Some of their songs included, "The 
World," "Only Jesus Can," and "Lobster 
Man." in spite of the foul weather, there 
was a large turnout. Unfortunately, a 
large part of the DVC student body missed 
out on a good time. 

Dr. Zlemer 
to Speak at Service 

Dr.* Richard Ziemer will be one of 
seven speakers at a Good Friday service 
of worship to be held at First United 
Church of Christ, 4th and Park Avenue. 
Quakertown . Time of the service is noon 
to 3:00 p.m. on April 20, 1984. Dr. 
Ziemer speaks at 2:30 p.m. 

Unique Awards Program 

for Summer Research 

in the Humanities 

The National Endowment for the Hu- 
manities has announced a unique grants 
program for individuate under 21 to spend 
a summer carrying out their own non- 
credit humanities research projects. The 
Younger Scholars Program will award 
up to 100 grants nationally for outstand- 
ing research and writing projects in such 
fields as history, philosophy, and the 
study of literature. These projects will be 
carried out during the summer of 1985i» 
The application deadline is September 
15, 1984. 

Award recipients will be expected td 
work full time for nine weeks during the 
summer, researching and writing a hu- 
manities paper under the close supervi- 
sion of a humanities scholar. Please note 
that this is not a financial aid program, 
that no academic credit should be sought 
for the projects, and that competition for 
these grants is rigorous. •' 

For guidelines, write to: ", . 
Younger Scholars Guidelines CN,' 

: Rm426 
■ ,7^ The National Endowmeint '"■ \ 
for the Humanities 
Washington, D.C. 20506 




Mr. Cowhig lectures on prunir^g 
rose bushes at last Saturda^f's 2nd 
Home Gardening Expo held at the 
college . Photo/ Mel Balliet 



Coupon 
Special! 

Burger, Fries 
& Medium Soda 

$1.50 



I 



I 



I Present this coupon with purchase, i 

[ J 



MEN'S TRACK 

In their first home meet of the season . 
the Aggies dominated Widener and 
Swarthmore. grabbing first place finishes 
in 15 of 17 events. 

The Aggies. Al Benner was spectacu- 
lar as he won the 200-meters (22.44). 
the 4(X)- meters (50.77). and anchored 
both the 4(X)-meter and 1600-meter relay 
teams to first place finishes. Brandon 
Newell, another of the many bright spots 
for the Aggies captured first place finishes 
in the long and triple jumps and ran the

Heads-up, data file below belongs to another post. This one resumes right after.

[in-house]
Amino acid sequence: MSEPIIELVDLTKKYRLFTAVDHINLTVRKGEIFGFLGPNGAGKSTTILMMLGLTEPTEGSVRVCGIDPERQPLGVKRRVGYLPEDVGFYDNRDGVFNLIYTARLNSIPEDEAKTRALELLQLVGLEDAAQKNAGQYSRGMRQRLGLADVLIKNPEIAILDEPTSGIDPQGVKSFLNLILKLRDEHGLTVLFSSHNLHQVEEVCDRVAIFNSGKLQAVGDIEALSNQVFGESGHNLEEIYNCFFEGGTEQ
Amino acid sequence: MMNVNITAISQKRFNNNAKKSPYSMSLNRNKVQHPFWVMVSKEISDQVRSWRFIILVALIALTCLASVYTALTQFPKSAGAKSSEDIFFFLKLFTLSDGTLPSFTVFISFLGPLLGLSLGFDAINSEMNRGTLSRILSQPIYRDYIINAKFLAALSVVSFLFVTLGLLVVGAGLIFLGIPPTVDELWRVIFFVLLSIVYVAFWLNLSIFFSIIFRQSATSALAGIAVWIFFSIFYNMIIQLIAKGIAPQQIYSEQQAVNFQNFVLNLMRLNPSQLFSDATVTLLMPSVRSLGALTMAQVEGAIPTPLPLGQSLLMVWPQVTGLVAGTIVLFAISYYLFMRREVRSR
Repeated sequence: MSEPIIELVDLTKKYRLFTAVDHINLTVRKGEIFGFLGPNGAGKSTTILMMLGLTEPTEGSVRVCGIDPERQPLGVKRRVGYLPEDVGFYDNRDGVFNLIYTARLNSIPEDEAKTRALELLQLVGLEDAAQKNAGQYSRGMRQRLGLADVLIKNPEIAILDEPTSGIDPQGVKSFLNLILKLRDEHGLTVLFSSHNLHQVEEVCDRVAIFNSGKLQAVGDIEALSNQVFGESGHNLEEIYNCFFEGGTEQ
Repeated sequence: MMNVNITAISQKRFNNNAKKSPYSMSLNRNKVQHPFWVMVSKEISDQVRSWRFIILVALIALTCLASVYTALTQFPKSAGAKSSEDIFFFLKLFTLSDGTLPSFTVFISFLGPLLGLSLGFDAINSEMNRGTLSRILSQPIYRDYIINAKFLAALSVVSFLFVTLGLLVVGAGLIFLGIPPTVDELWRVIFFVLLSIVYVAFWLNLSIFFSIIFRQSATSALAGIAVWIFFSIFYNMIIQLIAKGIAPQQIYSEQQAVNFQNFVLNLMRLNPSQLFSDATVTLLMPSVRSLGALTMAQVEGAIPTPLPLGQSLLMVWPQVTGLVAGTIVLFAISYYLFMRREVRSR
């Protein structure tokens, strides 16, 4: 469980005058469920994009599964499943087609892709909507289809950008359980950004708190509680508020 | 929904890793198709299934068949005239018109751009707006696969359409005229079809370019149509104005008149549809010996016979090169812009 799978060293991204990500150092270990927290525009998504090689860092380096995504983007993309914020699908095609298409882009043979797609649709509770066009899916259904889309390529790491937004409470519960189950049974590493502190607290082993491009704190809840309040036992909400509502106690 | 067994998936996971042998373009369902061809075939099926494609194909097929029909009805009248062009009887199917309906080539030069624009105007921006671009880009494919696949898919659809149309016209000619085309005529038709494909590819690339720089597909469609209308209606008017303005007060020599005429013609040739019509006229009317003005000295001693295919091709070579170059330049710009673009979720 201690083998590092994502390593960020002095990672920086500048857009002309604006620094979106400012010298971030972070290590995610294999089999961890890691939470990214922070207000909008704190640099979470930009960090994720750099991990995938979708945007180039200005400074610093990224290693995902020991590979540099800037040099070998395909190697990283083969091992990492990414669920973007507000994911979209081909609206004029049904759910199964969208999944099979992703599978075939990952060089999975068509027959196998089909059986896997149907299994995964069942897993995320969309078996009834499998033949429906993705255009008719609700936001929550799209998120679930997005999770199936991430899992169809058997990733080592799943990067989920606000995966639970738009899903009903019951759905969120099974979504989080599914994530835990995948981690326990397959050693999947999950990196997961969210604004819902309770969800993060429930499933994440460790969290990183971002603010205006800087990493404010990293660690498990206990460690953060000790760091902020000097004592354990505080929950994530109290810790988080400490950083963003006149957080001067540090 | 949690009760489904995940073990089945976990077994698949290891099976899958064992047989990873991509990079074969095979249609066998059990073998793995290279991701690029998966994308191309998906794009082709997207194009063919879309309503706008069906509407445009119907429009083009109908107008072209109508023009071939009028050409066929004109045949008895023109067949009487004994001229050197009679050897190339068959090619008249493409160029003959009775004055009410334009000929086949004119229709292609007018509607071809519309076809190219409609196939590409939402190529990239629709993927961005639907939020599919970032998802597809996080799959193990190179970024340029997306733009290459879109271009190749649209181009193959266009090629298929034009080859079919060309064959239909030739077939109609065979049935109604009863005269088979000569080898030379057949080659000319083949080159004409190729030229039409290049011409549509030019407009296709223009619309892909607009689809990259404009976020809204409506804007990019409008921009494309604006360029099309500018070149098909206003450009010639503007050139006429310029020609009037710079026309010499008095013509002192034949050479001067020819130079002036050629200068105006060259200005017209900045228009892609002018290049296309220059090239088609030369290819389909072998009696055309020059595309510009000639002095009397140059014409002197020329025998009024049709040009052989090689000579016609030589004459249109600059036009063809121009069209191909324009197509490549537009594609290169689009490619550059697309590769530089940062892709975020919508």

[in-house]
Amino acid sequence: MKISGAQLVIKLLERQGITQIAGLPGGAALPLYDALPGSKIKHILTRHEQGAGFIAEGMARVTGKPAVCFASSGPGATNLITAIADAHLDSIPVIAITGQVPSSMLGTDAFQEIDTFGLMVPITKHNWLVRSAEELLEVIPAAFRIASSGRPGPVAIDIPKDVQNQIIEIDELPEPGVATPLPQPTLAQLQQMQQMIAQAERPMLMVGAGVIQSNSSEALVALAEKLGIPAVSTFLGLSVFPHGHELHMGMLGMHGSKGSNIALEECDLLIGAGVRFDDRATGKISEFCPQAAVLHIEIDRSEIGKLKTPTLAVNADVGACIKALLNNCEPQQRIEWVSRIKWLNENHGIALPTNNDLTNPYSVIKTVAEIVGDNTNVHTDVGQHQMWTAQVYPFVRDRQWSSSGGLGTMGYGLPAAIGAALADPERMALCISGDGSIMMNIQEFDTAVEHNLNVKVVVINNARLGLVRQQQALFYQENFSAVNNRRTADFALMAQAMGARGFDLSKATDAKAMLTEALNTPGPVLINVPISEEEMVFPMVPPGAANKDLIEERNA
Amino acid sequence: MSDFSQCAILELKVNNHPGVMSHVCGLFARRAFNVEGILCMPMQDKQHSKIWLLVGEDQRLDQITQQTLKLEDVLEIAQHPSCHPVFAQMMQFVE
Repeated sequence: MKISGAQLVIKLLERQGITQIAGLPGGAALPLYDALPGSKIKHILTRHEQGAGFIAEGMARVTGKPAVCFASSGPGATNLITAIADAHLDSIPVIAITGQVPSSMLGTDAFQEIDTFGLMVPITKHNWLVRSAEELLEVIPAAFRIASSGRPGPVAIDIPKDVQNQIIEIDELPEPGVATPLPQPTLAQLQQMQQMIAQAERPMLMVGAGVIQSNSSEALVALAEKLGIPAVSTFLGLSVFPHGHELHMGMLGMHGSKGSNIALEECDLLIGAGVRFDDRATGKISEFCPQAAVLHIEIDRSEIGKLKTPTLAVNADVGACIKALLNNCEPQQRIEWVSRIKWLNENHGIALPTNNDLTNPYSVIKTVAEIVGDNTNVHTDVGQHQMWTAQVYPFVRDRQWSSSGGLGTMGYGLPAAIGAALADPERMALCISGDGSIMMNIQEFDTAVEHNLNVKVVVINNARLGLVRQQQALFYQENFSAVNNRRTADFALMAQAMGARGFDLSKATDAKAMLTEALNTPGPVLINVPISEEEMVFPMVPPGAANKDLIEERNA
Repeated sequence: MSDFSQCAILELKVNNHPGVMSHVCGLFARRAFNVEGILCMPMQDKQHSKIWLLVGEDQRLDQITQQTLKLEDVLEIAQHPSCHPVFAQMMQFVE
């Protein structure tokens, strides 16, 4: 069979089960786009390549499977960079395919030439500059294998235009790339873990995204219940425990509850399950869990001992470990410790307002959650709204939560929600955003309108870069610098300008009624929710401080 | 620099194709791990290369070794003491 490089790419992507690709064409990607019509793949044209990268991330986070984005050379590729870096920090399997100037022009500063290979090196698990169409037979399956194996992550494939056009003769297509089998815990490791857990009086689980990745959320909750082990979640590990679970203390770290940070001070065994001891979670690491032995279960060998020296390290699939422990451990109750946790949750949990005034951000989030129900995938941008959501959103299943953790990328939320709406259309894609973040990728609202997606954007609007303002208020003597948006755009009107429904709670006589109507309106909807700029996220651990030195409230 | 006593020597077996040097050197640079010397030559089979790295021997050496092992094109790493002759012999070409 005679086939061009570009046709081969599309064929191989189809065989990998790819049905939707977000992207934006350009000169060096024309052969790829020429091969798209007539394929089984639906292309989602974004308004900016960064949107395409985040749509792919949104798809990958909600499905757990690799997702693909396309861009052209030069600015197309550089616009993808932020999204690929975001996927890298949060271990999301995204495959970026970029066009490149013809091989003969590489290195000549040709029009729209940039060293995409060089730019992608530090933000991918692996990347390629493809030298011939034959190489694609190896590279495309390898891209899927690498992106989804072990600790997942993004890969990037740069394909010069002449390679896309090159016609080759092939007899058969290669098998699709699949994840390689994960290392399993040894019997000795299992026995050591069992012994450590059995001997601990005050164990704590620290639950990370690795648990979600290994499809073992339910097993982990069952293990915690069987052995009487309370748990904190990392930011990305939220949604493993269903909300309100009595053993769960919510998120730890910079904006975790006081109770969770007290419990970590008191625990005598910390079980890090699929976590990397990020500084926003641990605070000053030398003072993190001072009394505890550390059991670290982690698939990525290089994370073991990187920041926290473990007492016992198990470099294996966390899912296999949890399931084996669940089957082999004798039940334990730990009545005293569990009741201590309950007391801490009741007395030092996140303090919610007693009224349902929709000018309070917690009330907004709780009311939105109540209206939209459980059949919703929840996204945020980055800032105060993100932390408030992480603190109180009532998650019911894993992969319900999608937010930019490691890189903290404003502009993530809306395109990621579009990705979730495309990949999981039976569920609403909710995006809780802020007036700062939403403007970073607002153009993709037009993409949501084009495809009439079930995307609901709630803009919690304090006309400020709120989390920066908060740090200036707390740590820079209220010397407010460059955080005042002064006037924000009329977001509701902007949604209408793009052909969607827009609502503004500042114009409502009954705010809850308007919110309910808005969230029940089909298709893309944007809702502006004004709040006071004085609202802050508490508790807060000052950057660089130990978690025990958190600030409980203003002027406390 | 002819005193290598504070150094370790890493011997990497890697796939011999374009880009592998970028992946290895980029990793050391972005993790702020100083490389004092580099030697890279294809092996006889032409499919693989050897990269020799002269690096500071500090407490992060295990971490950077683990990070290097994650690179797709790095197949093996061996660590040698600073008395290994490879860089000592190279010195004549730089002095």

second leg of the 400-metcr relay. 

The 400- meter relay team of Bruce 
Knipe. Newell. Edson Barrett, and Ben- 
ner covered the distance in 43.22 while 
the 1600-meter team of Barrett, George 
Dimitrew. Chip Zen-, and Benner aossed 
the line iii3:25.06. 

Edson Barrett was the winner of the 
IfK)- meter dash, while Dave Glynos cap- 
tured second place in the 40O- meters. 
Ken McDaid led the way in the 1500- 
meters. while Ed Kuri finished second in 
the event. The Aggies also finished one- 
two in the 5000-meters. as Jeppe Chris- 
tiansen finished ahead of Dave Spotts. 
♦ Tim Ireland was the winner of the 110- 
meter high hurdles while Chip Zerr and 
Tyler Smith finished one-two in the 4(X)- 
metcr intermediate hurdles. Dave Keich 
and Chris Buckley finished first and sec- 




Al Benner crosses the finish line 
ahead of teammate George Dimitrew 
in the 400- meter. Photo MelBalliet 

ond in the high jump, both with jumps of 
6-6. Also Mark Shoemaker captured a 
second place finish in the pole vault for 
the Aggies. 

TTie weight events were also dominated 
by the Aggies. Leading the way was 
John Stella with a first in the shot put and 
a second place finish in the discus. Steve 
Trostle and Jim Flukey captured first 
place finishes in the discus and javelin, 
respectively, while Jim Bauzon finished 
second in both the shot put and the javelin. 

The Aggies will travel to Mt. St. Mary's 
College in Emmitsburg. Maryland for the 
Mason Dixon Relays tomorrow and will 
travel to Ursinus College on Tuesday to 
face Havcrford and Ursinus. 




£m(7 Novak in action against Scranton on Saturda\;. 

Photo Mel Balhet 



BASEBALL 

The Aggies opened their 1984 home 
season last weekend with a game against 
Swarthmore and a doubleheader again^ 
Scranton. 

- .On Friday the Aggies pounded Swarth- 
rnore. 14-6. behind the hot bat of Emil 
Novak. Novak went five-for-five at the